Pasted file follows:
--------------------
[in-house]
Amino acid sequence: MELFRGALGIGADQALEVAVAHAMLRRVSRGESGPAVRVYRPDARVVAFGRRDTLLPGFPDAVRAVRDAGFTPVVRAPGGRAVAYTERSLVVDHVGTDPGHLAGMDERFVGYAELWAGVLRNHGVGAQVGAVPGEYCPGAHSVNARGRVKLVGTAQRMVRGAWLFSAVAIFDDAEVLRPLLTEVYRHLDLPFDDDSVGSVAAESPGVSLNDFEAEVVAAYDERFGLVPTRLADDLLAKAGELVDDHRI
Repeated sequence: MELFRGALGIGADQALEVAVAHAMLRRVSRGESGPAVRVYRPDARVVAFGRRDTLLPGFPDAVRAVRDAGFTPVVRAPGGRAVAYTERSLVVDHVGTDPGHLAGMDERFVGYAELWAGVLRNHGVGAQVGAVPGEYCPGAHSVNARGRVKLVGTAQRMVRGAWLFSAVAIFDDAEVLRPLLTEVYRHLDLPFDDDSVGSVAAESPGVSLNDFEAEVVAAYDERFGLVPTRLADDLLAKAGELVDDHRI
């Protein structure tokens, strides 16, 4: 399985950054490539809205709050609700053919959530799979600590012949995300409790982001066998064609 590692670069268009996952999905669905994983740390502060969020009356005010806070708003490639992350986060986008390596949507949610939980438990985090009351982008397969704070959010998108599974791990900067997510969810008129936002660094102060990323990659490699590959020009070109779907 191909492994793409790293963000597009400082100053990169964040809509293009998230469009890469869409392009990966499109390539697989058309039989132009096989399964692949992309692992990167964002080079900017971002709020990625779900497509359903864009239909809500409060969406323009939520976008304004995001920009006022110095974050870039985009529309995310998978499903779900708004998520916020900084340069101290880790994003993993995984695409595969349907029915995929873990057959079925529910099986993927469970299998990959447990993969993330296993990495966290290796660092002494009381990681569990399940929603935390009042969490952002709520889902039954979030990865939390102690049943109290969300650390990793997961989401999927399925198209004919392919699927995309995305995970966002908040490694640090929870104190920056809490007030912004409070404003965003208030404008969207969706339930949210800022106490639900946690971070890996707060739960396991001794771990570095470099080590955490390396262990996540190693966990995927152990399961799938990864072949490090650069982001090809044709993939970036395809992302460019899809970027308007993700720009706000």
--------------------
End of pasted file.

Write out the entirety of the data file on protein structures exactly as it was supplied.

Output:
[in-house]
Amino acid sequence: MELFRGALGIGADQALEVAVAHAMLRRVSRGESGPAVRVYRPDARVVAFGRRDTLLPGFPDAVRAVRDAGFTPVVRAPGGRAVAYTERSLVVDHVGTDPGHLAGMDERFVGYAELWAGVLRNHGVGAQVGAVPGEYCPGAHSVNARGRVKLVGTAQRMVRGAWLFSAVAIFDDAEVLRPLLTEVYRHLDLPFDDDSVGSVAAESPGVSLNDFEAEVVAAYDERFGLVPTRLADDLLAKAGELVDDHRI
Repeated sequence: MELFRGALGIGADQALEVAVAHAMLRRVSRGESGPAVRVYRPDARVVAFGRRDTLLPGFPDAVRAVRDAGFTPVVRAPGGRAVAYTERSLVVDHVGTDPGHLAGMDERFVGYAELWAGVLRNHGVGAQVGAVPGEYCPGAHSVNARGRVKLVGTAQRMVRGAWLFSAVAIFDDAEVLRPLLTEVYRHLDLPFDDDSVGSVAAESPGVSLNDFEAEVVAAYDERFGLVPTRLADDLLAKAGELVDDHRI
């Protein structure tokens, strides 16, 4: 399985950054490539809205709050609700053919959530799979600590012949995300409790982001066998064609 590692670069268009996952999905669905994983740390502060969020009356005010806070708003490639992350986060986008390596949507949610939980438990985090009351982008397969704070959010998108599974791990900067997510969810008129936002660094102060990323990659490699590959020009070109779907 191909492994793409790293963000597009400082100053990169964040809509293009998230469009890469869409392009990966499109390539697989058309039989132009096989399964692949992309692992990167964002080079900017971002709020990625779900497509359903864009239909809500409060969406323009939520976008304004995001920009006022110095974050870039985009529309995310998978499903779900708004998520916020900084340069101290880790994003993993995984695409595969349907029915995929873990057959079925529910099986993927469970299998990959447990993969993330296993990495966290290796660092002494009381990681569990399940929603935390009042969490952002709520889902039954979030990865939390102690049943109290969300650390990793997961989401999927399925198209004919392919699927995309995305995970966002908040490694640090929870104190920056809490007030912004409070404003965003208030404008969207969706339930949210800022106490639900946690971070890996707060739960396991001794771990570095470099080590955490390396262990996540190693966990995927152990399961799938990864072949490090650069982001090809044709993939970036395809992302460019899809970027308007993700720009706000």